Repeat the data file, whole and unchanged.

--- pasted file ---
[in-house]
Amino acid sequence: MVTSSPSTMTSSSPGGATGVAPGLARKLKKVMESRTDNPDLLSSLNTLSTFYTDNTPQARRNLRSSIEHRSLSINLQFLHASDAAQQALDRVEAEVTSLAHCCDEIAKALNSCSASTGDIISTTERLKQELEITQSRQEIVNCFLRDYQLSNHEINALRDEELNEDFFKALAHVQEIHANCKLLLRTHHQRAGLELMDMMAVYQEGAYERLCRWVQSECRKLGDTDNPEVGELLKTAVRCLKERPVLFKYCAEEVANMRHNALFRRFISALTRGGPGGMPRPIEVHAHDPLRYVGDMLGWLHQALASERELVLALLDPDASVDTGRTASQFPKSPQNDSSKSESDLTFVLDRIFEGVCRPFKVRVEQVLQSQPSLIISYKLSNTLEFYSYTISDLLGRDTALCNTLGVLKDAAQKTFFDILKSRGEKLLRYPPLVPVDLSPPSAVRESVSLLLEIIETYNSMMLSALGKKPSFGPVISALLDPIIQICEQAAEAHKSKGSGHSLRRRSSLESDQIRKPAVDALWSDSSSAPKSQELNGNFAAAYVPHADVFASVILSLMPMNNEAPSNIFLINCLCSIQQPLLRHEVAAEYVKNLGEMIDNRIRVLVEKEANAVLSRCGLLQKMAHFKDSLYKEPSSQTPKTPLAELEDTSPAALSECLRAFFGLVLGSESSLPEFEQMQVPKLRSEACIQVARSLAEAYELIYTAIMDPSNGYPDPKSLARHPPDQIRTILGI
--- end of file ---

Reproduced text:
[in-house]
Amino acid sequence: MVTSSPSTMTSSSPGGATGVAPGLARKLKKVMESRTDNPDLLSSLNTLSTFYTDNTPQARRNLRSSIEHRSLSINLQFLHASDAAQQALDRVEAEVTSLAHCCDEIAKALNSCSASTGDIISTTERLKQELEITQSRQEIVNCFLRDYQLSNHEINALRDEELNEDFFKALAHVQEIHANCKLLLRTHHQRAGLELMDMMAVYQEGAYERLCRWVQSECRKLGDTDNPEVGELLKTAVRCLKERPVLFKYCAEEVANMRHNALFRRFISALTRGGPGGMPRPIEVHAHDPLRYVGDMLGWLHQALASERELVLALLDPDASVDTGRTASQFPKSPQNDSSKSESDLTFVLDRIFEGVCRPFKVRVEQVLQSQPSLIISYKLSNTLEFYSYTISDLLGRDTALCNTLGVLKDAAQKTFFDILKSRGEKLLRYPPLVPVDLSPPSAVRESVSLLLEIIETYNSMMLSALGKKPSFGPVISALLDPIIQICEQAAEAHKSKGSGHSLRRRSSLESDQIRKPAVDALWSDSSSAPKSQELNGNFAAAYVPHADVFASVILSLMPMNNEAPSNIFLINCLCSIQQPLLRHEVAAEYVKNLGEMIDNRIRVLVEKEANAVLSRCGLLQKMAHFKDSLYKEPSSQTPKTPLAELEDTSPAALSECLRAFFGLVLGSESSLPEFEQMQVPKLRSEACIQVARSLAEAYELIYTAIMDPSNGYPDPKSLARHPPDQIRTILGI